More and more Chinese are reportedly ditching the long-practiced tradition of caring for their parents in their elderly years and instead letting luxury nursing homes do it for them.
A new report, released by Hurun on retirement planning for China’s elderly, revealed that the preference of China’s high-net-worth individuals (HNWIs) for luxury living communities for seniors has increased significantly by 87% in 2015.
This year, 28% of wealthy Chinese have included “medium- to high-end elderly care homes” into their personal post-retirement plan. The result is a major climb from 15% of HNWIs wanting to do the same in 2015. Those who preferred “home retirement” have dropped from 77% in 2015 to 57% in 2016.
More younger rich Chinese are also veering away from having their own children take care of them when they get old. The study revealed that 39% of the wealthy individuals in China under 35 years old have expressed interest in luxury nursing homes and similar communities, compared to 17% who admitted to the same last year.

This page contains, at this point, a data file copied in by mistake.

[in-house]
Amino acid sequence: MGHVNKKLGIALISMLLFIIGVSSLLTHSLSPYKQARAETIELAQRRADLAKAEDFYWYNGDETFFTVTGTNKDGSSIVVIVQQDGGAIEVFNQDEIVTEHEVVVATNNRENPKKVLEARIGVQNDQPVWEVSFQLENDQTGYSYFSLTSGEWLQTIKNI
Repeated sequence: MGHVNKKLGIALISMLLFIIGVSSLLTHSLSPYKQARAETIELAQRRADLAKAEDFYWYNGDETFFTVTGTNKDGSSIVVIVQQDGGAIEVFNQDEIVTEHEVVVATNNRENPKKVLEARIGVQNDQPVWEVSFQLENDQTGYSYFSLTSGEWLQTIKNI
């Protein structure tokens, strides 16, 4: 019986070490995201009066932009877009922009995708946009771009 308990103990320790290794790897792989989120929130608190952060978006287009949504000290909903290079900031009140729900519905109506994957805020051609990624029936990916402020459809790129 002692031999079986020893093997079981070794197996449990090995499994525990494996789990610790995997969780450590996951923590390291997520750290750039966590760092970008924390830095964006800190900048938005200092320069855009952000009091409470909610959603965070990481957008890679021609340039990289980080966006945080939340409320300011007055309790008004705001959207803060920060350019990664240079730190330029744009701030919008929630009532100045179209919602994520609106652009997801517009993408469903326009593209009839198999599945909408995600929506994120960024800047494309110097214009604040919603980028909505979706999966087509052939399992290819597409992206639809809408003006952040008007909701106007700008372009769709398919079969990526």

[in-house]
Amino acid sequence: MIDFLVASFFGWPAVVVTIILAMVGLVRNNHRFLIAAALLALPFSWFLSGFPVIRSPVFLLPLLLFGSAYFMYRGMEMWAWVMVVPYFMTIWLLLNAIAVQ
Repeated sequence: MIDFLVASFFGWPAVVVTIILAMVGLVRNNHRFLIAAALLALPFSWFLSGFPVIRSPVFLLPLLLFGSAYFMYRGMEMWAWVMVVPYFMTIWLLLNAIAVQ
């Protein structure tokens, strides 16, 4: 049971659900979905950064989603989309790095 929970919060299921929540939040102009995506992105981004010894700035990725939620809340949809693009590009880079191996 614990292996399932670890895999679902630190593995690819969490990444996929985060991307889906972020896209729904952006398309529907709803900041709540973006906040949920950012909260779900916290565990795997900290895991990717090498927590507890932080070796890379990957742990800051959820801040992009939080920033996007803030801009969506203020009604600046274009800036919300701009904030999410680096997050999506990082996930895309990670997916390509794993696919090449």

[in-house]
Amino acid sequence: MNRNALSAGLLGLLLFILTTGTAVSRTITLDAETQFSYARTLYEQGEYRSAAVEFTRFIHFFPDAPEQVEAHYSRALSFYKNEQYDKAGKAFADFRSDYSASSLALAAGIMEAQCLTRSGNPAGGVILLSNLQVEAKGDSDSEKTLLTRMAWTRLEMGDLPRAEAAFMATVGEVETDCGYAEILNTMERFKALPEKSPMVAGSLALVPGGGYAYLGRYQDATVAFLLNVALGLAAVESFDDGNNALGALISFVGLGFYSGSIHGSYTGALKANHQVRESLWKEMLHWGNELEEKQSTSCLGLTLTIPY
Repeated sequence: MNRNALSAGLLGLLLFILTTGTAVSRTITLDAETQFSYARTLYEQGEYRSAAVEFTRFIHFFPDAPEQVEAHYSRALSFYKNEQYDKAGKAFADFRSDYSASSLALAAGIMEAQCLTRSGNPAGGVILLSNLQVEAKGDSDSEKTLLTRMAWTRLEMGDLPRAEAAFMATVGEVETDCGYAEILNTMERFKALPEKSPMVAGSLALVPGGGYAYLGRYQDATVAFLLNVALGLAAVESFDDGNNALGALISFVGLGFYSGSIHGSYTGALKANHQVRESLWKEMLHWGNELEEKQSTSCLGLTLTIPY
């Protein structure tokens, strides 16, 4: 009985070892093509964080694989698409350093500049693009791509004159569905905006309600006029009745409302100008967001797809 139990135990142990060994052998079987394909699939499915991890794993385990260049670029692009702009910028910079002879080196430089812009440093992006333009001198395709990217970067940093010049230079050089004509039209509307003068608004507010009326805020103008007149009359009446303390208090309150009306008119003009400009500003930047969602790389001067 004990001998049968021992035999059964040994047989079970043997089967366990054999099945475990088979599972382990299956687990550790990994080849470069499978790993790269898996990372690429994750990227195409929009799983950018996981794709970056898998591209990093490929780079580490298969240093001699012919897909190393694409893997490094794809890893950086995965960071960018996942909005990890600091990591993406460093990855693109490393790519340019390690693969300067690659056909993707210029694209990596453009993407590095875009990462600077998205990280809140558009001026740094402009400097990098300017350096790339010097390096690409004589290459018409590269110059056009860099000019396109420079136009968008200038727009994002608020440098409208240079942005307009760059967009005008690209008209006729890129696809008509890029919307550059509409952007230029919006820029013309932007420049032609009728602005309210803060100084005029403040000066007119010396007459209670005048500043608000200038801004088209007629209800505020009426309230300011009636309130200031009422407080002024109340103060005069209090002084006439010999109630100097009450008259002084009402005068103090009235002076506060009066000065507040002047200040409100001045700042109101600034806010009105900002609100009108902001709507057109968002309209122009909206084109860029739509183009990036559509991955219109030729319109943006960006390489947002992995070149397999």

The report observed that parents may have become increasingly concerned of having to place a huge responsibility on only children born and raised under China’s recently repealed One Child Policy. Previous studies have highlighted the need for such transition as the “one child per family” policy has posed a significant challenge for caring for older Chinese.
The unprecedented volume of Chinese senior citizens brought about by the policy is expected to place enormous strains on the social security system, medical insurance, luxury nursing homes, caring institutions, and nursing education in China.
The researchers also believe that the Confucian filial obligation of caring for elderly parents, widely practiced in China and many other Asian countries, may be becoming less popular among the growing rich Chinese. China’s newly wealthy generation seem to be looking forward into living independently which mostly includes a lot of travelling.